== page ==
After a much needed good night’s sleep and a delicious breakfast of idlis (steamed dumplings usually made of rice and lentils, but ours were made of semolina and chickpea), sambar and coconut chutney, we set off for the beach. At 10am the beach was relatively deserted, apart from the odd fisherman who had already been out to sea in the early hours of the morning to fetch his daily load. Palm trees swayed tall along the coast, the sand was pristine and the surf was up. There was a small crowd of Indian tourists enjoying watersports further ahead and a lifeguard patrolling the beach. We continued on the beach for almost an hour and then headed to our next stop, the Church of St. Francis Xavier.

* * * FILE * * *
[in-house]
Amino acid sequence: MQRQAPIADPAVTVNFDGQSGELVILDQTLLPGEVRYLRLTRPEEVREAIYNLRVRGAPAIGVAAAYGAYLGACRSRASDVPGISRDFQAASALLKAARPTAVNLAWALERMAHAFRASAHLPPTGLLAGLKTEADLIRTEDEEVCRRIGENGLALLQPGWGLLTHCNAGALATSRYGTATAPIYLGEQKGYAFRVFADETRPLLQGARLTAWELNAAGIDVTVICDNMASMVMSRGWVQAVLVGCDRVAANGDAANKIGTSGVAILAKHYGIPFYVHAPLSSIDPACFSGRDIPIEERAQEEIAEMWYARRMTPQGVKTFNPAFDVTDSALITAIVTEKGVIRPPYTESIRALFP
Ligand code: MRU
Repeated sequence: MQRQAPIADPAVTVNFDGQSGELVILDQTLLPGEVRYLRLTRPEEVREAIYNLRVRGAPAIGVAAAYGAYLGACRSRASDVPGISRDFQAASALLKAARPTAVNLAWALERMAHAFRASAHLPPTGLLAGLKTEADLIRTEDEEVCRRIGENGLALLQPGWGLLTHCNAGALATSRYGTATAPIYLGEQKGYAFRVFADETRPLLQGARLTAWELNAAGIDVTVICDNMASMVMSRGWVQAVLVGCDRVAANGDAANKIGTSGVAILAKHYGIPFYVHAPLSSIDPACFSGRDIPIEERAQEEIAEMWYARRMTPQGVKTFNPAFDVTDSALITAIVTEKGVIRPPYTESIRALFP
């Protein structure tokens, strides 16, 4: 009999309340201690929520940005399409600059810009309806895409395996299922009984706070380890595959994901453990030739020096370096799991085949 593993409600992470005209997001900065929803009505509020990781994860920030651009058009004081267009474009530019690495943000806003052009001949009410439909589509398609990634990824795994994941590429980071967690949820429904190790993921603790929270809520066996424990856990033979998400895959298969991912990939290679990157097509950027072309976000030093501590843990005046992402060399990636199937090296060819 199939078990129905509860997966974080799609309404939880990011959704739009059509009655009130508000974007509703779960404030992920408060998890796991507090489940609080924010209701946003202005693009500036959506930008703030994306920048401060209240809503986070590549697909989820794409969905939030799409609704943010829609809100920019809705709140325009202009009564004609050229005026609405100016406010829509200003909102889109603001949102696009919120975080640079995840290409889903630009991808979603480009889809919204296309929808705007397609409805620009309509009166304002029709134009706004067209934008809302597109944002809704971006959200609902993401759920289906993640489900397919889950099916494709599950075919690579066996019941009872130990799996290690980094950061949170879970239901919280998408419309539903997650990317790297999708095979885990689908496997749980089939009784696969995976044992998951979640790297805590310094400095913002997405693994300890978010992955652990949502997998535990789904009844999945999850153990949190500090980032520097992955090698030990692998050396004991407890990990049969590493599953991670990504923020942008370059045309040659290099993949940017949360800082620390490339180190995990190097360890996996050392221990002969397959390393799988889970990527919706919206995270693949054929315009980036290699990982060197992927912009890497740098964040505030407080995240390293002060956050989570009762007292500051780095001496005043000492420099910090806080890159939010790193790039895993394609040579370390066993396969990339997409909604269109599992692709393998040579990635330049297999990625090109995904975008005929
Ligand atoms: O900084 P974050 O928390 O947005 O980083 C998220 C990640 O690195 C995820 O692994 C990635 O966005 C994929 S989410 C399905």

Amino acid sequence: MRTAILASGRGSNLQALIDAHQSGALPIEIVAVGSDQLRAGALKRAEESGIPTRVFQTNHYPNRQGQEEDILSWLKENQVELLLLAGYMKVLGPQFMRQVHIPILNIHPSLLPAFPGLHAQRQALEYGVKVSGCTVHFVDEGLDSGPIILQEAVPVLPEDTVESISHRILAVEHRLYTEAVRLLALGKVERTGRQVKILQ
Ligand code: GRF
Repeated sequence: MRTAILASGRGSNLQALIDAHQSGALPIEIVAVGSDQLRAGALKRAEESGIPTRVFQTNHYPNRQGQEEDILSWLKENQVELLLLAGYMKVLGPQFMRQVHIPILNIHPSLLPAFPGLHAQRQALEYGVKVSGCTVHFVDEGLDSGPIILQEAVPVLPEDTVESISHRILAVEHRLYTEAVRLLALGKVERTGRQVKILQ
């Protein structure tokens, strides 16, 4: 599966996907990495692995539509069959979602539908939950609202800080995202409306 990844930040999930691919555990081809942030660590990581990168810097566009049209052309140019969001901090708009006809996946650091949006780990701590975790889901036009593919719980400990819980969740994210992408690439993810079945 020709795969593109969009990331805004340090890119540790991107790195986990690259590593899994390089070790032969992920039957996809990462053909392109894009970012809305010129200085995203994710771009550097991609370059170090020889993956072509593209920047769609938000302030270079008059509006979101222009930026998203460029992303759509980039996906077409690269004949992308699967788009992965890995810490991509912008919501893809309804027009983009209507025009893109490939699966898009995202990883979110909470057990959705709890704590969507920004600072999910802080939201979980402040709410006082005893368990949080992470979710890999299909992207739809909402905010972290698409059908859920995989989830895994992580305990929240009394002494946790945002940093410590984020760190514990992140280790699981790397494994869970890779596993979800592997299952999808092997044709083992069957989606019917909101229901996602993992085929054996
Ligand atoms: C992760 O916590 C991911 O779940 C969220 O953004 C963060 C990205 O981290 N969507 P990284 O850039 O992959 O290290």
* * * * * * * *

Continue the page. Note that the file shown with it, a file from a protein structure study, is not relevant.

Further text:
Goa was ruled by the Portuguese who set up shop here in 1510. The names of streets and buildings still carry Portuguese names and instead of temples which are commonplace throughout most of India, here churches and crosses were seen everywhere. Unlike most of India which is predominantly Hindu, Goa is mainly Roman Catholic. The Church itself was impressive with some very ornate carvings and a beautifully gilded altar.
After our brief sightseeing, we spent the rest of the day doing homestay inspections, each place very different from the other. One in particular was very quirky with treehouses set in a rock face, with a view of a small lake, and a donkey roaming the premises. We rounded off the day with another fabulous meal and had to call it a night. All in all it had been a brief but exciting introduction to Goa, and I look forward to being back here in two weeks to explore Old Goa and some of its hidden streets. Tomorrow we’re off to Kerala, aka ‘God’s Own Country’.This blog is part of an Off-The-Beaten-Track Travel Diary. Click on the link below to navigate through this journey.